Glenn Gould's two Goldberg Variations.

Pop, jazz, and classical.
Oct. 7 2002 10:30 AM

There and Bach Again

The revealing new release that pairs Glenn Gould's Goldberg Variations.

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The next canon—Variation 6—crystallizes some important differences between the two sets generally. In Gould I, the imitative sequences in the two top voices are played with winsome, wistful sweetness, a romantic yearning held in check by baroque tact. Gould II is dryer, more objective, easier to admire than love.

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The minor-key variations are another useful basis of comparison. Consider the 25th variation, a piece of such complex chromatic side-slipping that the harmonic language seems poised on the verge of incoherence without ever falling over. Gould I plays it like something from the late romantic period. (Gould himself later disparagingly adduced Chopin, although to me it's more evocative of Wagner.) Gould II eschews any overt interpretative stance at all, simply plays it cleanly, letting the music speak for itself. I suspect opinions on these two choices will be contentious, but I find them equally valid and equally satisfying.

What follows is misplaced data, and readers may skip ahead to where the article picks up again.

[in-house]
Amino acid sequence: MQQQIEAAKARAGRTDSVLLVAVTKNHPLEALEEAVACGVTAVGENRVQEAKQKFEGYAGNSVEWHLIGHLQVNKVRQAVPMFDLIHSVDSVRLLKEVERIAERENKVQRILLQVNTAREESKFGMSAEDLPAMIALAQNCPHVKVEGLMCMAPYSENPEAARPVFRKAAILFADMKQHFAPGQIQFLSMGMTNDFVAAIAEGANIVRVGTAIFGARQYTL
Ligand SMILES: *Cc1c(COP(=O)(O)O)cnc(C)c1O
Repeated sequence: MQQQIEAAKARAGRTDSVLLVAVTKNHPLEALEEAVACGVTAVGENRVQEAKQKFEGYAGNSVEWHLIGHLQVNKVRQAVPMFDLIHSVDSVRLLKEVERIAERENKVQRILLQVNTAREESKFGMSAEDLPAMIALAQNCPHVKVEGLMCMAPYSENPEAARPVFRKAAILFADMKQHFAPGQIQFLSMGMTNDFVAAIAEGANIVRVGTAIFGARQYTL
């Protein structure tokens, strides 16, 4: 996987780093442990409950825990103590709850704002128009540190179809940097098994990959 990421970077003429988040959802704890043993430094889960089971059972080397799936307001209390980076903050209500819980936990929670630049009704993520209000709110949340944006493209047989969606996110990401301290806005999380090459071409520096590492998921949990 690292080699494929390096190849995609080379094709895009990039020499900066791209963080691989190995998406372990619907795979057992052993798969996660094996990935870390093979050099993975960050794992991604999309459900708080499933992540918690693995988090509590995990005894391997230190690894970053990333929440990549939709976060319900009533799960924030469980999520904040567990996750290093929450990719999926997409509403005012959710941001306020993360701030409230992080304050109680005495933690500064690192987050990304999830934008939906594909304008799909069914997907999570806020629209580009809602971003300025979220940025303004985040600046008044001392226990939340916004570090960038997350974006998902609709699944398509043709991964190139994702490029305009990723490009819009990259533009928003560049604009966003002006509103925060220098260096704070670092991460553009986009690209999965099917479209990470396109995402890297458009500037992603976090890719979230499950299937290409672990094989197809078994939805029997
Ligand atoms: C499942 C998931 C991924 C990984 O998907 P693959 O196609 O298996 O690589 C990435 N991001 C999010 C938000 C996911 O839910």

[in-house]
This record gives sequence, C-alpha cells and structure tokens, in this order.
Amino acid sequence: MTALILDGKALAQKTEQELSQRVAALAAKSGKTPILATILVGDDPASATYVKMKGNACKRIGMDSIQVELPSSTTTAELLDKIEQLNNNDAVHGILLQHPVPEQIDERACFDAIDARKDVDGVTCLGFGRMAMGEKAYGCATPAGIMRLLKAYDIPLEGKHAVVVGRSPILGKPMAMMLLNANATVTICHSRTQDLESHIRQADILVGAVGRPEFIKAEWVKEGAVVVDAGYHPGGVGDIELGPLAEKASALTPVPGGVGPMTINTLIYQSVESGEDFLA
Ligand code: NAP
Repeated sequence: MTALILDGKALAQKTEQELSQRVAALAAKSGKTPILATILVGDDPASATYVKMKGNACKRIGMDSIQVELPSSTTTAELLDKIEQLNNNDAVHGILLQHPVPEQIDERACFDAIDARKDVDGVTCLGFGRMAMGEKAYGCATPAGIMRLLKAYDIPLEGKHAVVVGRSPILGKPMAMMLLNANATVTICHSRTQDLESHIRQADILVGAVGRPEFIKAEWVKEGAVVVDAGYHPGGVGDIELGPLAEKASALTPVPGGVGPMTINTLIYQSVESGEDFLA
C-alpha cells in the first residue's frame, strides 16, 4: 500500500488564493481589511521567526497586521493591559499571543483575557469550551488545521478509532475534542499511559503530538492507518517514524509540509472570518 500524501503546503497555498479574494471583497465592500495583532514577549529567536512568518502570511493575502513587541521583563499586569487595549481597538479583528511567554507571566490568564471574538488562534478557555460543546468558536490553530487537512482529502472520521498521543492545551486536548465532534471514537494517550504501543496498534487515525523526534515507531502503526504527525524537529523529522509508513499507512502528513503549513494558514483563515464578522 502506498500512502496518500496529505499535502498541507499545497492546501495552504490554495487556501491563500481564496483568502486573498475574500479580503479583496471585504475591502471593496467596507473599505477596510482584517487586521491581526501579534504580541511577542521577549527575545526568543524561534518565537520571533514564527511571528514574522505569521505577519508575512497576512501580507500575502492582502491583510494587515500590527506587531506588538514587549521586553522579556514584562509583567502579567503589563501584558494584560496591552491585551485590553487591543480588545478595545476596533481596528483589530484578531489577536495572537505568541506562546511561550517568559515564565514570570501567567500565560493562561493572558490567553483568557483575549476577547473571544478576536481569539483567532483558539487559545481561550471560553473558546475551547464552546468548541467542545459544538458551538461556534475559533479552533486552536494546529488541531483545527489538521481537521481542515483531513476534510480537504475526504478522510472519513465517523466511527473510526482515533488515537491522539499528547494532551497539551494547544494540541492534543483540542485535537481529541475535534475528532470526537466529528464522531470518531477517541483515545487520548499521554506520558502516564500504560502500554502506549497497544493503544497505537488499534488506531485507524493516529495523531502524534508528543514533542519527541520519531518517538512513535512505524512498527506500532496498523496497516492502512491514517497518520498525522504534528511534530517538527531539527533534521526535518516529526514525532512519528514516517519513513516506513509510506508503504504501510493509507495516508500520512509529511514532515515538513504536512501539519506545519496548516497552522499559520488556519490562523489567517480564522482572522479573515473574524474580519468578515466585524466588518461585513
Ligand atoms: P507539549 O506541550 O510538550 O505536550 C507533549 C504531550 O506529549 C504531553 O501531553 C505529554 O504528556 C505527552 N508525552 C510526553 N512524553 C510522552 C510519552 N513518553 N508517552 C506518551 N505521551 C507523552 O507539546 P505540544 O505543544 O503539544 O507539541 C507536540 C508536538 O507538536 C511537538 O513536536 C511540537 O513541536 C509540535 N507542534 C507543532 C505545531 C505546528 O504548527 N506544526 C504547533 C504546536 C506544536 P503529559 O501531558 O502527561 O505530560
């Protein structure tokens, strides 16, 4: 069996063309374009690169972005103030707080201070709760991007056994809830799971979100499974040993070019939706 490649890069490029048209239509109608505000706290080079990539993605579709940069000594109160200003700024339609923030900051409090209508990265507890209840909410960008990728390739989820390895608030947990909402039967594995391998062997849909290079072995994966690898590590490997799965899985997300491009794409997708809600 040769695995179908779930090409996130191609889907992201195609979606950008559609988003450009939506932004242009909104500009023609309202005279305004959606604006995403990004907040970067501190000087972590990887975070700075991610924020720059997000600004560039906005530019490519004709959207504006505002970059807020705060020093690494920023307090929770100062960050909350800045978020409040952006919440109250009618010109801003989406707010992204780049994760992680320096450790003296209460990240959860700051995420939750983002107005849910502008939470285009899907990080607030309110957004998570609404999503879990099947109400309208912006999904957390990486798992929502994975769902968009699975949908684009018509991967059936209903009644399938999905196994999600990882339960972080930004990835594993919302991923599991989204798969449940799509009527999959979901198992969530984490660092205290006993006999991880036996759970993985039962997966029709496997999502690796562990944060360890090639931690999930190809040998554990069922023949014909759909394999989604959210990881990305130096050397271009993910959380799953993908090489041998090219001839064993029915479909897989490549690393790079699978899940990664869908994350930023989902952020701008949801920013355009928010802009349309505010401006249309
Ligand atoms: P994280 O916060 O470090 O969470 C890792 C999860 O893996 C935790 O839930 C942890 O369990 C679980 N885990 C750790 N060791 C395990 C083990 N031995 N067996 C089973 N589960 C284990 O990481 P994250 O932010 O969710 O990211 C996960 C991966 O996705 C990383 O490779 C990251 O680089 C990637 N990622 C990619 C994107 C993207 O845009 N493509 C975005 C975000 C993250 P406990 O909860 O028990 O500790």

Peter F. Ostwald's book about Gould tells us that by the end of his life the pianist was a physical wreck, with many muscular and skeletal problems impeding his ability to perform. I don't question it, but neither do I hear any evidence of it in his second recording of the Goldbergs. I do hear something else, though. I hear a brilliant musician who has become so reclusive, so sealed off from and frightened by human connection that he makes interpretive choices that stubbornly eschew sensuous appeal. An ascetic who would rather risk repelling listeners than risk inviting them in. A thinker who writes both sides of an interview because he can't bear to subject himself to questioning, even when it's sympathetic questioning from a knowledgeable admirer. The personal tragedy of Glenn Gould's last years is embedded in this performance, encoded in every bar.

Nevertheless, the set is inarguable evidence of Gould's greatness, as much so as its predecessor, and deserves a place on the shelf of every music-lover. The earlier performance certainly strikes me as more human and more humanly lovable, and of the two, it's the performance to which I shall more frequently return. But Sony has performed a service by putting both sets in one elegantly produced box and letting us judge for ourselves.

Erik Tarloff is the author of Face-Time and The Man Who Wrote the Book and is a member of Slate's book-reviewing team.

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